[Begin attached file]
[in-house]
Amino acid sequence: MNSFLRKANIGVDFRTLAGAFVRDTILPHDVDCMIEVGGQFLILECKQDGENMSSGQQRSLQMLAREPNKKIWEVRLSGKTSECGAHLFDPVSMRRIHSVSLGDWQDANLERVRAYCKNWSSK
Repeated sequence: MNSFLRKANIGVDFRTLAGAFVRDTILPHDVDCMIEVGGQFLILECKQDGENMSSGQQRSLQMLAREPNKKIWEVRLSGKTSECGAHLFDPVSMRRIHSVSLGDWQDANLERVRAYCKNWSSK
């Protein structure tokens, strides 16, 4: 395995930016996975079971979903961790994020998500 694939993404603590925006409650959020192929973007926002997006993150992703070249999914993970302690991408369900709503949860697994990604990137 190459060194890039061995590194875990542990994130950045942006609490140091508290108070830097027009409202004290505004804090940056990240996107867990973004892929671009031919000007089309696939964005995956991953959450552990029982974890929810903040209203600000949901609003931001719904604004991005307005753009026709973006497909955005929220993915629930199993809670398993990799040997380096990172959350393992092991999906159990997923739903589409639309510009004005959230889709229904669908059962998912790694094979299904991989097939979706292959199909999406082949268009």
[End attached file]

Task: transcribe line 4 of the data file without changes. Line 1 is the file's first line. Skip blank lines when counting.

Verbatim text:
């Protein structure tokens, strides 16, 4: 395995930016996975079971979903961790994020998500 694939993404603590925006409650959020192929973007926002997006993150992703070249999914993970302690991408369900709503949860697994990604990137 190459060194890039061995590194875990542990994130950045942006609490140091508290108070830097027009409202004290505004804090940056990240996107867990973004892929671009031919000007089309696939964005995956991953959450552990029982974890929810903040209203600000949901609003931001719904604004991005307005753009026709973006497909955005929220993915629930199993809670398993990799040997380096990172959350393992092991999906159990997923739903589409639309510009004005959230889709229904669908059962998912790694094979299904991989097939979706292959199909999406082949268009």